No one will ever accuse President Obama of unnecessary theatrics.
Though many considered Sunday night's speech a perfect, even necessary, moment for a full-blown war cry against Islamic State, the president instead spent more time addressing the American state of mind than any threat outside our borders.
Though he decried the massacre in San Bernardino as terrorism and vowed to use "all of America's power" to destroy Islamic State, which he characterized as "thugs, killers, a cult of death," Obama seemed intent on avoiding a Bill-Pullman-in-"Independence Day" moment.
He was not trying to rally the troops so much as the forces of our better natures.
Far from announcing any big new plans, the president simply outlined what his administration is doing to combat terrorism and pledged to continue the fight.
Then he turned his attention inward, asking for stricter gun laws, calling on Muslim communities to root out radicalism and reminding Americans that diversity and tolerance were the very values Islamic State threatened and so should not be jettisoned, even in times of fear.
Needless to say, many people were very disappointed, after all the buildup, that the speech did not appear to follow "the narrative."
And there was a lot of talk about "the narrative" in the hours leading up to the speech. As the continuing investigation in San Bernardino revealed the killers' support of radical jihad, expectations grew accordingly. Much was made of Obama's very rare decision to use the Oval Office. Historically, he has preferred the less iconic East Wing.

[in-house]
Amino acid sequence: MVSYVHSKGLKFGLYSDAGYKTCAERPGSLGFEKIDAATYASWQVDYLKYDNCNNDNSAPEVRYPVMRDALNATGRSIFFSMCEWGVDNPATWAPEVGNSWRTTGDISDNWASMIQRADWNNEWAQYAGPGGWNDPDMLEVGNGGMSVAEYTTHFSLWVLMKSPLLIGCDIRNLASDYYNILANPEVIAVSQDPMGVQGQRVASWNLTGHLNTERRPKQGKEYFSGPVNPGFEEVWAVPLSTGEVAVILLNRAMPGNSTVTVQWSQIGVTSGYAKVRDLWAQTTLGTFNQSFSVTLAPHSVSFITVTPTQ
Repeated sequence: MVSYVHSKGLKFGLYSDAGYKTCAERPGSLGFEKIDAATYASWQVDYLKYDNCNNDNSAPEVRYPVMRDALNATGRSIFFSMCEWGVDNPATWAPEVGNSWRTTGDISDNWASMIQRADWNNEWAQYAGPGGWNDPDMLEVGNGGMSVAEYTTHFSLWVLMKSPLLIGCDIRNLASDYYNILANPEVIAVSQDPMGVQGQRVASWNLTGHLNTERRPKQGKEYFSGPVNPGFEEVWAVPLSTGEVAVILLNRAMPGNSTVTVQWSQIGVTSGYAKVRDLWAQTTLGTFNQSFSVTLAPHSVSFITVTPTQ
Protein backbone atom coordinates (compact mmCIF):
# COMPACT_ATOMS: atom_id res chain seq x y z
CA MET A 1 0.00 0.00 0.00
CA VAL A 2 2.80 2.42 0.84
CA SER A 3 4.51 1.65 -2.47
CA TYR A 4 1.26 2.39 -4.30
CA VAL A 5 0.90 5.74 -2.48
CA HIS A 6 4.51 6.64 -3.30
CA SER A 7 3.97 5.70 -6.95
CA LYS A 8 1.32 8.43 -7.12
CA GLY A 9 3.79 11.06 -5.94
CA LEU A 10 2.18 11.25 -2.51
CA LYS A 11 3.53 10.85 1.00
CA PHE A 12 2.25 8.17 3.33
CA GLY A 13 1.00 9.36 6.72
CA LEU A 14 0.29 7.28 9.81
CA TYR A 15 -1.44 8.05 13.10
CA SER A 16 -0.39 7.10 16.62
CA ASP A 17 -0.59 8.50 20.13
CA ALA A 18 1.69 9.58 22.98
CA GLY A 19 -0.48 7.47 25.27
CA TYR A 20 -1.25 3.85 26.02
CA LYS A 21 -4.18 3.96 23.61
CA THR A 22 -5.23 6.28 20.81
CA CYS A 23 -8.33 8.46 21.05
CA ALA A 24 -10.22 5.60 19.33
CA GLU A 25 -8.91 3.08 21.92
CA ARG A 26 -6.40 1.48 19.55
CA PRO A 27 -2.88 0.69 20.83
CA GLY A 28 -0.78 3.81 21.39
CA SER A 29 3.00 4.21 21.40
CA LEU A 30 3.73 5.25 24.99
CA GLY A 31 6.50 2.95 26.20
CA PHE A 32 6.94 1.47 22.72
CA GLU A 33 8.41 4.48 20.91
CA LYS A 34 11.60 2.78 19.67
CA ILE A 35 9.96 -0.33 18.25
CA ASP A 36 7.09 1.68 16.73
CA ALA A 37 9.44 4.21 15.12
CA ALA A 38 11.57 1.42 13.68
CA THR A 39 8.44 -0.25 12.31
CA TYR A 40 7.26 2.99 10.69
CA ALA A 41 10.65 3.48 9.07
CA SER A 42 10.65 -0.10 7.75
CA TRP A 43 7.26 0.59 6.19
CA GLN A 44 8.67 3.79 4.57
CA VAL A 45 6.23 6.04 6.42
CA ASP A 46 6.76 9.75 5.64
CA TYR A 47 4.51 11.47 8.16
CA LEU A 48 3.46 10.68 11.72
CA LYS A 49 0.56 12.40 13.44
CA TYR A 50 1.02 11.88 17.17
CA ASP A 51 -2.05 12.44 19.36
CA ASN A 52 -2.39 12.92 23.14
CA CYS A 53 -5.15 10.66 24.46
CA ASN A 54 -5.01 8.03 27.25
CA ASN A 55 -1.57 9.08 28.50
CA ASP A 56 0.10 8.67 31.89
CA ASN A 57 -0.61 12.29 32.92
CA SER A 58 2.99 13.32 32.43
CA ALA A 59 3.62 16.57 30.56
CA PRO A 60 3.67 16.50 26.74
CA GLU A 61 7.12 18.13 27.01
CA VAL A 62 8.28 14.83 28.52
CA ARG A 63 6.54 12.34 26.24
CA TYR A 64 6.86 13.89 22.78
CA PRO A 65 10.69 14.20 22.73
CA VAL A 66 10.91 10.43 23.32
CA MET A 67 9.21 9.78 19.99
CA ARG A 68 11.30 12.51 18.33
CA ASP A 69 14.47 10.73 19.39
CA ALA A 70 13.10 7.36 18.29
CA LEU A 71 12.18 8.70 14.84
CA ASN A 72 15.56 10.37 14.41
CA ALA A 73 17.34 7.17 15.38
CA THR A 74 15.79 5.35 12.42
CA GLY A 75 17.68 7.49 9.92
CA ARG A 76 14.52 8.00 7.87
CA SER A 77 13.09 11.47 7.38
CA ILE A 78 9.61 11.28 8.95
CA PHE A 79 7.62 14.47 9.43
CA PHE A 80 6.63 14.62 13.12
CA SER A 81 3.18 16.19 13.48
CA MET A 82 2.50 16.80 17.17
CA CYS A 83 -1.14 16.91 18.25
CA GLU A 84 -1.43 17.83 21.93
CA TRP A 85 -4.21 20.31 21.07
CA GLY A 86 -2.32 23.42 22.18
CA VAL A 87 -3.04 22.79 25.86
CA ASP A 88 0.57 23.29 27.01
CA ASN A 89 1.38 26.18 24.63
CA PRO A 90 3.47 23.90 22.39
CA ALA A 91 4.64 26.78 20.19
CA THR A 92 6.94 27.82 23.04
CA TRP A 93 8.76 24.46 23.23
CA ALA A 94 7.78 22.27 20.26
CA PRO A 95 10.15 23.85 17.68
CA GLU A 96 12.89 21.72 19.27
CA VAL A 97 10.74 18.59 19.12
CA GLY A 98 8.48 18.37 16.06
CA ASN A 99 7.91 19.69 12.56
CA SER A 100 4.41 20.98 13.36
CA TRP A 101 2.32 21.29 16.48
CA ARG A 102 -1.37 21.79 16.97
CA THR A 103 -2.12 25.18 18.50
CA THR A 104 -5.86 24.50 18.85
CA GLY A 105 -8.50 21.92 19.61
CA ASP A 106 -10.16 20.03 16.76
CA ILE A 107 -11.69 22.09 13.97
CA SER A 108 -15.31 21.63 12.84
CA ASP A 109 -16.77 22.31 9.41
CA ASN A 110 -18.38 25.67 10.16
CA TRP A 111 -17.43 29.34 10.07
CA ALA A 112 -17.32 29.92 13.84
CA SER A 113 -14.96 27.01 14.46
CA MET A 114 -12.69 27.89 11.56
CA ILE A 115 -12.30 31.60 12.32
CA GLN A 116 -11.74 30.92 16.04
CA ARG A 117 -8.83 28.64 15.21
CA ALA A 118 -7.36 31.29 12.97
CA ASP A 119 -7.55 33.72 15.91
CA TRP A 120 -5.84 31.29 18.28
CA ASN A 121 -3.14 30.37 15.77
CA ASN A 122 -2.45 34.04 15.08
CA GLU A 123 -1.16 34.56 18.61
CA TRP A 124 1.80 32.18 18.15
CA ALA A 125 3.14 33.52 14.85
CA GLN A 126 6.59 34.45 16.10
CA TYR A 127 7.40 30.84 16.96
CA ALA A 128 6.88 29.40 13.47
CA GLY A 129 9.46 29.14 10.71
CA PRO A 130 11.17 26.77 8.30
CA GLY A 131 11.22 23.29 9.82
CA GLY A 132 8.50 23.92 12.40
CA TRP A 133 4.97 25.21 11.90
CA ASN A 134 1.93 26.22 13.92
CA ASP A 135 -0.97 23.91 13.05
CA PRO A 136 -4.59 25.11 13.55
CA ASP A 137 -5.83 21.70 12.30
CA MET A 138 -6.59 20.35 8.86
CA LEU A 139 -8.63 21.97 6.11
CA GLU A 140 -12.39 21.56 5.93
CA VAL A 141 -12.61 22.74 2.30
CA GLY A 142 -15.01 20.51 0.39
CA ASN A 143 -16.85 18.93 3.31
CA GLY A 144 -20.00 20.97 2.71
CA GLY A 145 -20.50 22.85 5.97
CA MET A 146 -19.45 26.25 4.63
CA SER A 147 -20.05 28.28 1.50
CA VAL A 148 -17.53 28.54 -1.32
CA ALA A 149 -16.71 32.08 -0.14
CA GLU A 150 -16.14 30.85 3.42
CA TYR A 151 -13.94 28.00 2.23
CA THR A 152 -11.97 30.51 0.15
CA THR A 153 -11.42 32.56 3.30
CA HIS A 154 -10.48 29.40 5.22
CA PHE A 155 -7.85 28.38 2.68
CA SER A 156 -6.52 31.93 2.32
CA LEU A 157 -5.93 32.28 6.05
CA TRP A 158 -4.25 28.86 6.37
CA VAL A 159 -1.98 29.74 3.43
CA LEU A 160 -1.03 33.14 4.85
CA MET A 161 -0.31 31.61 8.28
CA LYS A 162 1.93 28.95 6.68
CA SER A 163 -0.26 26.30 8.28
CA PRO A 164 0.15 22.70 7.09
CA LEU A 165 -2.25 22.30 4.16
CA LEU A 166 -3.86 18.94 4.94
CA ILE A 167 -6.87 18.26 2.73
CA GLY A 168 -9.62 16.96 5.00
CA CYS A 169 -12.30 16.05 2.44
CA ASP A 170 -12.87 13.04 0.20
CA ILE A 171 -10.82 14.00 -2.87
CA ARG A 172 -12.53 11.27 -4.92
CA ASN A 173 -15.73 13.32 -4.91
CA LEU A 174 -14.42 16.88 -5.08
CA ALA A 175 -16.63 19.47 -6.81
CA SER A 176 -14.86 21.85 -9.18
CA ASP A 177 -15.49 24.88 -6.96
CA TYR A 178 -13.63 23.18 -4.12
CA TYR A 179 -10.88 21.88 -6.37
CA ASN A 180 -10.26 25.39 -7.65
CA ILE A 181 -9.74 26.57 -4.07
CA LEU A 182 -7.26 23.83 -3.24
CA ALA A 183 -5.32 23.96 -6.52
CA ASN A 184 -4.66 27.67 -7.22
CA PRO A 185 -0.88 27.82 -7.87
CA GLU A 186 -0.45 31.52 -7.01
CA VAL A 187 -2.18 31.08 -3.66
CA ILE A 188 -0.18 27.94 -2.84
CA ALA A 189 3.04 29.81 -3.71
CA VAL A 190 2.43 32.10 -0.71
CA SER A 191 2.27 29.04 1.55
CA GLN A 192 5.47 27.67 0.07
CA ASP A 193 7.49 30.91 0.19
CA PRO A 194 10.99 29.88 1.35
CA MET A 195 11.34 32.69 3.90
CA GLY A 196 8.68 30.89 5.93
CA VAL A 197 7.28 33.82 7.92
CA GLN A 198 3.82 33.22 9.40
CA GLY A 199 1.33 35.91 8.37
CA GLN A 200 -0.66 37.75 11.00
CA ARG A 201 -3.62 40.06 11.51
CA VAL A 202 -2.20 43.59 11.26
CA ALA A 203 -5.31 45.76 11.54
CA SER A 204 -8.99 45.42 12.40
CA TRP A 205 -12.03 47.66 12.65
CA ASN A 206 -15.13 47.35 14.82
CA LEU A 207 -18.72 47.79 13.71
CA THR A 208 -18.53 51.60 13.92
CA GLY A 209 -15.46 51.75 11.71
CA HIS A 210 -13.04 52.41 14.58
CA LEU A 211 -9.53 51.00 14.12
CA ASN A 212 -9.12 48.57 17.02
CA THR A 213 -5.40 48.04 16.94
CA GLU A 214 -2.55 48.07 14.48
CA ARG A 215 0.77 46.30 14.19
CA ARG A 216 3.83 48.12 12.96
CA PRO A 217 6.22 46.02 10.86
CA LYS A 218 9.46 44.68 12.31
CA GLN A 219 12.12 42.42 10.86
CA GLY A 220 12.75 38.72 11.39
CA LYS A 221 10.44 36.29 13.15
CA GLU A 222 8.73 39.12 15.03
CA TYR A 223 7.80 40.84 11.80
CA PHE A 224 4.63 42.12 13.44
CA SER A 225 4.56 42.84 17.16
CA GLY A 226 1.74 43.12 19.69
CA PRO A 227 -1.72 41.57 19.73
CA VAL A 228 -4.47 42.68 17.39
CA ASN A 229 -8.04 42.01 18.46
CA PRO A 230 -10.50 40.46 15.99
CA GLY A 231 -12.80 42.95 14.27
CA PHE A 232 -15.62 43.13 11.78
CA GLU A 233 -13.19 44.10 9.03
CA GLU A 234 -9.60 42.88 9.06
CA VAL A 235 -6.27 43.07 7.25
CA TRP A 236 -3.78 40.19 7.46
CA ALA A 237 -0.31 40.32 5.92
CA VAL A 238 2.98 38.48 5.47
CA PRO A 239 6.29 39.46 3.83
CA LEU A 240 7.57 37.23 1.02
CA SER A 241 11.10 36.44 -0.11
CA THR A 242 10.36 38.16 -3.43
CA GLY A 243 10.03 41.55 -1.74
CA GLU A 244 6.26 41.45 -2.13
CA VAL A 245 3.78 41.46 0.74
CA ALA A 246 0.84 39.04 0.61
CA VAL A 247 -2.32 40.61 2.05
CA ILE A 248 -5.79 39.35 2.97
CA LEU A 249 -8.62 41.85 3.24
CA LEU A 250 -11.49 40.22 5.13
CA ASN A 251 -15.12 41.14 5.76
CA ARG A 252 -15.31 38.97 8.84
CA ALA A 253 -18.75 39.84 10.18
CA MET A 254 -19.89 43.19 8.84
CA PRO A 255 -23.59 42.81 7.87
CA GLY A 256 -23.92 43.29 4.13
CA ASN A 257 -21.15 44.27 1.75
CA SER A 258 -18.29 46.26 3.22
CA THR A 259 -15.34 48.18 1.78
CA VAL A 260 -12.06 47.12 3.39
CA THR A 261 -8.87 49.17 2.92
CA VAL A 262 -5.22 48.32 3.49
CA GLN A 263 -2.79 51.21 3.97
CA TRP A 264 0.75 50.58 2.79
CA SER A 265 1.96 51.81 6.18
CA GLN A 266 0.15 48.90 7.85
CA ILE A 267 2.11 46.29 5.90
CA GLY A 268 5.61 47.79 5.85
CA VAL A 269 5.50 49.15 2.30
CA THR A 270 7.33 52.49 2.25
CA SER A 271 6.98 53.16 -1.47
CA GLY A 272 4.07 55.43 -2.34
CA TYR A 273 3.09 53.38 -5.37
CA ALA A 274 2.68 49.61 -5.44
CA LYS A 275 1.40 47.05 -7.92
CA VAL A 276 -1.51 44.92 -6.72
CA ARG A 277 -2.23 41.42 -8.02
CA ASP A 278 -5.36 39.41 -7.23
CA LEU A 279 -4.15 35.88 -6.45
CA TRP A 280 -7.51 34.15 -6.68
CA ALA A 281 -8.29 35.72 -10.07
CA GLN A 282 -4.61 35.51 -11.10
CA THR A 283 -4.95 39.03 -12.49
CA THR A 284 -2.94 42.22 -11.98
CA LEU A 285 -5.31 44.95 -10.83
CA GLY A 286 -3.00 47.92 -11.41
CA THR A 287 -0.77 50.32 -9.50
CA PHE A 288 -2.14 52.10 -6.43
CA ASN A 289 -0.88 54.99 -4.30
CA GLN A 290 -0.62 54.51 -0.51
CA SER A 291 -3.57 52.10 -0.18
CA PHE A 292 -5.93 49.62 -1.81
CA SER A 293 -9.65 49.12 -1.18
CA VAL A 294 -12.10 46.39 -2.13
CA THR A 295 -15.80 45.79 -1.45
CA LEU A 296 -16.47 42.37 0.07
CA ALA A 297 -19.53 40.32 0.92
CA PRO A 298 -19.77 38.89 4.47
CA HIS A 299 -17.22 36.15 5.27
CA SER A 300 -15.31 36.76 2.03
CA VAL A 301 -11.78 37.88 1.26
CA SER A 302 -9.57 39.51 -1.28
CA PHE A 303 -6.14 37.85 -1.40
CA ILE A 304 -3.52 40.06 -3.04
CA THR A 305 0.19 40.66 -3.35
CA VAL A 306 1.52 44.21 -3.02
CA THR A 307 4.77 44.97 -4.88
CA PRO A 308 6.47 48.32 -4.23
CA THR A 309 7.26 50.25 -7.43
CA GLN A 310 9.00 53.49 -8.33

Instead of presidential acknowledgment, reassurance and perhaps some words about the debate over gun violence that has filled the news, the speech grew to something bigger and more definitive.
Something a bit more than saber-rattling.
Citing polls that show a majority of Americans are not happy with the way Obama is handling the war on terrorism, pundits likened the level of fear to post-9/11 levels. Cable news networks churned with accusations that the president and/or those around him had rejected early warnings about the rise of Islamic State (also called ISIS or ISIL) because they did not fit "the administration's narrative" regarding foreign policy.
Virtually everyone agreed that Obama needed to use Sunday's speech to "change the narrative" on terrorism and, indeed, his presidency. Many suggestions were made: He should make Americans feel safe and prove there is firm resolve and a new strategy to take down terrorism. He should apologize for underestimating Islamic State and radical Islam, and then explain how we are going to keep them out and take them down.
Excepting the apology, he did most of these things, albeit in a highly measured way. He spoke slowly, and paused often, as if to allow his points to sink in. And though he denounced "the dark path of radicalization," he spoke little about the terrorists, as if to avoid giving them the attention they crave.
Instead, the speech focused on Americans and our need to remain vigilant, to protest laws that allow those on the "no-fly" list to buy guns and rhetoric that would send troops to the Middle East.
Most important, he warned against allowing fear to cloud our judgment.
"Just as it is the responsibility of Muslims around the world to root out misguided ideas that lead to radicalization," he said, "it is the responsibility of all Americans — of every faith — to reject discrimination.… Because when we travel down that road, we lose. That kind of divisiveness, that betrayal of our values plays into the hands of groups like ISIL."
Terrorists use random acts of violence to disorient a populace, to make people so afraid they can no longer think of anything larger than their personal safety. Including democracy, including civilization.
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